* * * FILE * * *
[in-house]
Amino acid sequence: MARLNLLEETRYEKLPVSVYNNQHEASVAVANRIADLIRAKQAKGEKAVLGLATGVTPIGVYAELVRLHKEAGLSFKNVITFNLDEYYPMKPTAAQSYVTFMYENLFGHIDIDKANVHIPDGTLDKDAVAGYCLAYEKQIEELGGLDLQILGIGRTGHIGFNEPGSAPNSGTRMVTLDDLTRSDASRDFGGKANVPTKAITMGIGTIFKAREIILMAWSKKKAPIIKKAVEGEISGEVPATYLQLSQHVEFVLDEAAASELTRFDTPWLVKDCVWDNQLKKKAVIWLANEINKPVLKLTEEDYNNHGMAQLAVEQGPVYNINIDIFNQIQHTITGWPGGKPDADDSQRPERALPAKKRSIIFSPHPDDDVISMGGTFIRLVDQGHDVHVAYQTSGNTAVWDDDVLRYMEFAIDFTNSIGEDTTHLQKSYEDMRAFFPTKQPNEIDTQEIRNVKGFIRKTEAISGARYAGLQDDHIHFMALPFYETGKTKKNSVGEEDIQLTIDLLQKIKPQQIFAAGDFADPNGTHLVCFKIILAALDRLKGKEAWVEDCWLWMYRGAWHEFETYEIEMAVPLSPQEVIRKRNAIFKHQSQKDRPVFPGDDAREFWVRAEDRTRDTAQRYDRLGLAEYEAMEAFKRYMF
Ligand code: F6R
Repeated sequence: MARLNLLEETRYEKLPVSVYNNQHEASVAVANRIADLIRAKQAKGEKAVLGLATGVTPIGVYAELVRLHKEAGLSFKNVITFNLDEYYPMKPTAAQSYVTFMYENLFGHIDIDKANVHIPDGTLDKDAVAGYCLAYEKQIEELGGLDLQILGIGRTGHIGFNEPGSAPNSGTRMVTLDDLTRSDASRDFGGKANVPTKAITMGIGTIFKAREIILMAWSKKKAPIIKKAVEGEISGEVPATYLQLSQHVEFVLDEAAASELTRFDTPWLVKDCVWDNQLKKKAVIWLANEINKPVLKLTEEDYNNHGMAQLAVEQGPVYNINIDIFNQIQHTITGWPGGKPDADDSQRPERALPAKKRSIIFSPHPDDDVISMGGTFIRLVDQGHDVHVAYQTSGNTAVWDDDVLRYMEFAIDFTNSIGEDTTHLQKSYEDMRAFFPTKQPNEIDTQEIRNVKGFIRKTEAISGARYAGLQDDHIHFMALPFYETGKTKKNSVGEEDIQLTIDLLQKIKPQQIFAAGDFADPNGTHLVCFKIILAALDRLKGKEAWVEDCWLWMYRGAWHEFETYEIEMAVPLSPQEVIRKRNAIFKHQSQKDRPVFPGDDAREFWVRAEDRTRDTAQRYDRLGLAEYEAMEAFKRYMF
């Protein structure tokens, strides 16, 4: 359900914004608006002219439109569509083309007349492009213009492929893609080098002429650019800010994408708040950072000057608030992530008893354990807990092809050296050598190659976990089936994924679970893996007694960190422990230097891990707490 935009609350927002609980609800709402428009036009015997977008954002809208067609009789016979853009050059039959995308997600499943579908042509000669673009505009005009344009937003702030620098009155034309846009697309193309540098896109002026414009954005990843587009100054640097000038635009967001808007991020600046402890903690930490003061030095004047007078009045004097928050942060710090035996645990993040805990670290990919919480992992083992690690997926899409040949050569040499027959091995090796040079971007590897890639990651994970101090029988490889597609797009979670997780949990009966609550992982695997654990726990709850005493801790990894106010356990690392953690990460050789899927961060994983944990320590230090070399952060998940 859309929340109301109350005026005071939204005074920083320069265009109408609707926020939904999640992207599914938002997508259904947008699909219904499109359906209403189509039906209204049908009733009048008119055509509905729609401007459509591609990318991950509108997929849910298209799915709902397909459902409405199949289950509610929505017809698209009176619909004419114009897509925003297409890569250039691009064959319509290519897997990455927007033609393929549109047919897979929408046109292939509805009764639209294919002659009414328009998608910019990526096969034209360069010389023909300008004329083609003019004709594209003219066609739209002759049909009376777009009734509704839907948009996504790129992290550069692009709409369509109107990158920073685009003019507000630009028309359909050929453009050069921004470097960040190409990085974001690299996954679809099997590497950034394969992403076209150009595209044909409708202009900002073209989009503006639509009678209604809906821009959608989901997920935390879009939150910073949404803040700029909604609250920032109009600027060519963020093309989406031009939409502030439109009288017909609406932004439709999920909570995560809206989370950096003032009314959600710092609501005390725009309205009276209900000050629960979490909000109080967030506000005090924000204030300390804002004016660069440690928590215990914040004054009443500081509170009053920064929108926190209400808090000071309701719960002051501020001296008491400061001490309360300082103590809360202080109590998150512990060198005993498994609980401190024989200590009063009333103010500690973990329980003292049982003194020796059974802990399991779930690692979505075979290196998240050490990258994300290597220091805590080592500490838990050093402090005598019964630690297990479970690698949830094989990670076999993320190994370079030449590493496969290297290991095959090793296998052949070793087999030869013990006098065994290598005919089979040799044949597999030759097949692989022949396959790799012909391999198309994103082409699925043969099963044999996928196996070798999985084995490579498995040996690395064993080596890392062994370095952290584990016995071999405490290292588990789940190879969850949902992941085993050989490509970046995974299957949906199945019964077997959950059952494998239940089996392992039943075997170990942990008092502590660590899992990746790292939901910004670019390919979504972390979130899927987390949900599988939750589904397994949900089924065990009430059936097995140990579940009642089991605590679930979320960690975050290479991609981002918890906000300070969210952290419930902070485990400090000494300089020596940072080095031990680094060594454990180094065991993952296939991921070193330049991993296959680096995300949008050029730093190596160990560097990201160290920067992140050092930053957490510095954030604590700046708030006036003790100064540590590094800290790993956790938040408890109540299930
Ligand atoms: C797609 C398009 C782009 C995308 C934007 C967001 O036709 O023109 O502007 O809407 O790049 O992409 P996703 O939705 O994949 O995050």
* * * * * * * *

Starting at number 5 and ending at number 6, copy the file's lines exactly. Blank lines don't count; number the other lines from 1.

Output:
């Protein structure tokens, strides 16, 4: 359900914004608006002219439109569509083309007349492009213009492929893609080098002429650019800010994408708040950072000057608030992530008893354990807990092809050296050598190659976990089936994924679970893996007694960190422990230097891990707490 935009609350927002609980609800709402428009036009015997977008954002809208067609009789016979853009050059039959995308997600499943579908042509000669673009505009005009344009937003702030620098009155034309846009697309193309540098896109002026414009954005990843587009100054640097000038635009967001808007991020600046402890903690930490003061030095004047007078009045004097928050942060710090035996645990993040805990670290990919919480992992083992690690997926899409040949050569040499027959091995090796040079971007590897890639990651994970101090029988490889597609797009979670997780949990009966609550992982695997654990726990709850005493801790990894106010356990690392953690990460050789899927961060994983944990320590230090070399952060998940 859309929340109301109350005026005071939204005074920083320069265009109408609707926020939904999640992207599914938002997508259904947008699909219904499109359906209403189509039906209204049908009733009048008119055509509905729609401007459509591609990318991950509108997929849910298209799915709902397909459902409405199949289950509610929505017809698209009176619909004419114009897509925003297409890569250039691009064959319509290519897997990455927007033609393929549109047919897979929408046109292939509805009764639209294919002659009414328009998608910019990526096969034209360069010389023909300008004329083609003019004709594209003219066609739209002759049909009376777009009734509704839907948009996504790129992290550069692009709409369509109107990158920073685009003019507000630009028309359909050929453009050069921004470097960040190409990085974001690299996954679809099997590497950034394969992403076209150009595209044909409708202009900002073209989009503006639509009678209604809906821009959608989901997920935390879009939150910073949404803040700029909604609250920032109009600027060519963020093309989406031009939409502030439109009288017909609406932004439709999920909570995560809206989370950096003032009314959600710092609501005390725009309205009276209900000050629960979490909000109080967030506000005090924000204030300390804002004016660069440690928590215990914040004054009443500081509170009053920064929108926190209400808090000071309701719960002051501020001296008491400061001490309360300082103590809360202080109590998150512990060198005993498994609980401190024989200590009063009333103010500690973990329980003292049982003194020796059974802990399991779930690692979505075979290196998240050490990258994300290597220091805590080592500490838990050093402090005598019964630690297990479970690698949830094989990670076999993320190994370079030449590493496969290297290991095959090793296998052949070793087999030869013990006098065994290598005919089979040799044949597999030759097949692989022949396959790799012909391999198309994103082409699925043969099963044999996928196996070798999985084995490579498995040996690395064993080596890392062994370095952290584990016995071999405490290292588990789940190879969850949902992941085993050989490509970046995974299957949906199945019964077997959950059952494998239940089996392992039943075997170990942990008092502590660590899992990746790292939901910004670019390919979504972390979130899927987390949900599988939750589904397994949900089924065990009430059936097995140990579940009642089991605590679930979320960690975050290479991609981002918890906000300070969210952290419930902070485990400090000494300089020596940072080095031990680094060594454990180094065991993952296939991921070193330049991993296959680096995300949008050029730093190596160990560097990201160290920067992140050092930053957490510095954030604590700046708030006036003790100064540590590094800290790993956790938040408890109540299930
Ligand atoms: C797609 C398009 C782009 C995308 C934007 C967001 O036709 O023109 O502007 O809407 O790049 O992409 P996703 O939705 O994949 O995050």